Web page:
At 10:30 a.m. on the Tuesday after the Labor Day weekend, visitors to philly.com ran into a big surprise -- a brand new paywall.
If you were one of those readers who had already read 10 stories on philly.com that month, you were out of luck. No more freebies. Your only option, besides hopping on another computer, or accessing the site from another web browser, was to sign up for "unlimited digital access for 99 cents for four weeks, and $2.99 per week thereafter."
By the next day, Sept. 6th, philly.com, the formerly free website of The Philadelphia Inquirer and Philadelphia Daily News, recorded 67,804 "meter stops," meaning 67,804 readers had just ran into that paywall. "Of those who 'hit the meter,' we had 1,736 new digital subscribers sign up," wrote Fred Groser, chief revenue officer, in a Sept. 6th email to all employees of Philadelphia Media Network.
"As you all know, we launched our new digital subscription model yesterday, Groser wrote. "This initiative, by far one of our most important undertakings in years, has been in the works for many months."
PMN's strategy was to offer print subscribers "a very attractive offer for a digital subscription, giving them full access to our digital content on multiple devices for each household. We sent letters to about 180,000 subscribers announcing this with an option for them to decline the offer."
"Of the 180,000 mailed, we have received 22,379 opt-outs. We planned on having 36,000 opt-outs," Groser wrote. "This leaves us 157,403 paid print + digital subscribers, of which 1,256 have activated their subscriptions. This is promising news and good results, though very early."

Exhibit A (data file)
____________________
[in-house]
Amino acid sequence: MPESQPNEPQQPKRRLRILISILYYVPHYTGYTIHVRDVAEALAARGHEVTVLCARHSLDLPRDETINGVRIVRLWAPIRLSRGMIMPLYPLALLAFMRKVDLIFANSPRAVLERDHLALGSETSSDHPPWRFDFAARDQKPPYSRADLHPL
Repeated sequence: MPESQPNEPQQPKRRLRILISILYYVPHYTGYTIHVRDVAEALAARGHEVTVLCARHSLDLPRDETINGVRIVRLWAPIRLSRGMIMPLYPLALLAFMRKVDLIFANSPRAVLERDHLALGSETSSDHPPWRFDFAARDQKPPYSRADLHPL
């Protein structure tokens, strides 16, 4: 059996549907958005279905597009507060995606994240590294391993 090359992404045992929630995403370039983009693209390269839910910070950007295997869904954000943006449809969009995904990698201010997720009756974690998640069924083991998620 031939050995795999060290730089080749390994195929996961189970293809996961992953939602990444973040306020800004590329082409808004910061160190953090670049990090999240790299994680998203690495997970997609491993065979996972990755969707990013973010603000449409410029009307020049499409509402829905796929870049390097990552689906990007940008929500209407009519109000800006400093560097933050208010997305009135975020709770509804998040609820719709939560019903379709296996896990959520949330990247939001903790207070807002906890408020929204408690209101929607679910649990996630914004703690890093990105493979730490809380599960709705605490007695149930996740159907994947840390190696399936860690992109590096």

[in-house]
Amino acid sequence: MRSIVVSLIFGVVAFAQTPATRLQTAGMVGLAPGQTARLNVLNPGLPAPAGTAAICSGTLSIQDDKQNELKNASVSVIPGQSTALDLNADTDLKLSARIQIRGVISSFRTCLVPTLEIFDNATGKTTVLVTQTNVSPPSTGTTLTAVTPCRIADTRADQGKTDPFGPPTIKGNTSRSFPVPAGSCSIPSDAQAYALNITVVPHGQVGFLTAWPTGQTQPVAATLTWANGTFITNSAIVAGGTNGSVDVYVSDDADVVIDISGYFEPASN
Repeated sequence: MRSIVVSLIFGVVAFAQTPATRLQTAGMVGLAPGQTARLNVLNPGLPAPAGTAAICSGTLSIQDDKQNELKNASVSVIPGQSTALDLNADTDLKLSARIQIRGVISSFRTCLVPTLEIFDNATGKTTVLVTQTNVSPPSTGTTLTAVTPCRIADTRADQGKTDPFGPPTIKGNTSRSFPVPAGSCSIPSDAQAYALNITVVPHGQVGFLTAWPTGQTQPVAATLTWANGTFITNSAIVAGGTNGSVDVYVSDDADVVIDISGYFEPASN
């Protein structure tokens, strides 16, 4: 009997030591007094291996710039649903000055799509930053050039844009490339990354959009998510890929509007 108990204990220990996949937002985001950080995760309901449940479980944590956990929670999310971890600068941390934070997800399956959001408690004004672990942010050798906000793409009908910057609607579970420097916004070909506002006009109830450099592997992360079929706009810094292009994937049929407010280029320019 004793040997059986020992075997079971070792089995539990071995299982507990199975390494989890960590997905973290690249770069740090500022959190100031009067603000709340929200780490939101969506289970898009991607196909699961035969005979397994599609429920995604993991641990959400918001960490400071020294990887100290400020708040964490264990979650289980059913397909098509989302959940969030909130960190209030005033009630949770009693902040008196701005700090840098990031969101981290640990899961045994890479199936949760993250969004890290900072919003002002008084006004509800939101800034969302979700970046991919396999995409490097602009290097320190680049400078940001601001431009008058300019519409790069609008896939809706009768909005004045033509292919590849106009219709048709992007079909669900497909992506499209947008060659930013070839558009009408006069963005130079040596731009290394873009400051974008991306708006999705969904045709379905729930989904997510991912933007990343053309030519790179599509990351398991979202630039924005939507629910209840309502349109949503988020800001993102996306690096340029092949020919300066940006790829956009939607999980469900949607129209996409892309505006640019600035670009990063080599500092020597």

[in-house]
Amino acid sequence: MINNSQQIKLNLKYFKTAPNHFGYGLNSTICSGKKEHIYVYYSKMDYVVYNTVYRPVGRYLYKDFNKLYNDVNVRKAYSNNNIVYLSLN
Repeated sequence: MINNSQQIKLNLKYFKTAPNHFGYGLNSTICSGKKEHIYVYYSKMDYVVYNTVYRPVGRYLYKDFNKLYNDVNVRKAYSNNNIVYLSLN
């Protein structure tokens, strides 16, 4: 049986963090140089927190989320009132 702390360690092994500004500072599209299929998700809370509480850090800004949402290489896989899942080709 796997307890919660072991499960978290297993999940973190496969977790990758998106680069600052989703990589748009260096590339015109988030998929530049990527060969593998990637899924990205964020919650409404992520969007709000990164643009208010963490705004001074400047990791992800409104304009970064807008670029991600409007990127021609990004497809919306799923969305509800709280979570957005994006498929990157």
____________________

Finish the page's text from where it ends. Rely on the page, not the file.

So if you take the 1,736 new digital subscribers who just signed up after hitting the pay wall plus the 1,256 print subscribers who just signed up for digital access, that amounts to "2,992 digital activated subscribers, which is a good conversion rate of readers who have engaged the meter," Groser wrote.
Groser advised all PMN employees when talking to readers to "please remind them that they will receive fewer ads and an improved experience with our site should they subscribe. Subscribers will not be served high-impact ads such as wallpapers and interstitials," Groser wrote, referring to web-page ads displaying age-restricted materials.
So the grand paywall experiment progresses, as philly.com seeks to find out whether local readers are willing to pay for news.
But Groser won't be around to see how it all turns out. He resigned two weeks ago.
Meanwhile, web page traffic at philly.com was rumored to be down about 30 percent by the end of the first week that the paywall was up.
So, as a free service to all those former visitors to philly.com who are now restricted from the site, here's what you missed.
Today, the Inquirer's PC posse led the webpage with three different stories about the city's ongoing statue wars.
First, Tirdad Derakshani, an Inquirer staff writer, breathlessly reported the big news that the city's PC Mural Arts program had just installed right behind that racist Frank Rizzo statue a new statue of a 12-foot high steel Afro-pick, topped by a fist raised in a black power salute.
Take that, Big Bambino.
Next, Solomon Jones, an Inquirer columnist, visited the two statues and found the Afro-pick statue to be empowering. But not empowering enough the columnist said, to combat the continuing racism emanating from the Rizzo statue. So, for the umpteenth time, the courageous Inquirer columnist called for the removal of the racist Rizzo statue.
This was a major development, and in shocking contrast to Jones's stance.
Finally, Wellington reported that the racist Frank Rizzo statue deliberately snubbed the columnist by turning its back on her:
Maybe the [Afro-pick] sculpture can be a conversation starter. But not as it relates to Rizzo. If you approach Rizzo from the south side of John F. Kennedy Boulevard, you can barely see the Afro pick. And when I stood next to the Afro pick Tuesday afternoon and glanced diagonally to my right, Rizzo's entire powerful back was to me.
Just as the former mayor probably would have wanted it.
Oh the humanity!
So the racism continues unabated outside the Municipal Services Building.
It will cost you only 99 cents for four weeks [and $2.99 a week thereafter] to tune into the further adventures of the Inky's PC posse, as they continue to confront our city's most dangerous racist statues.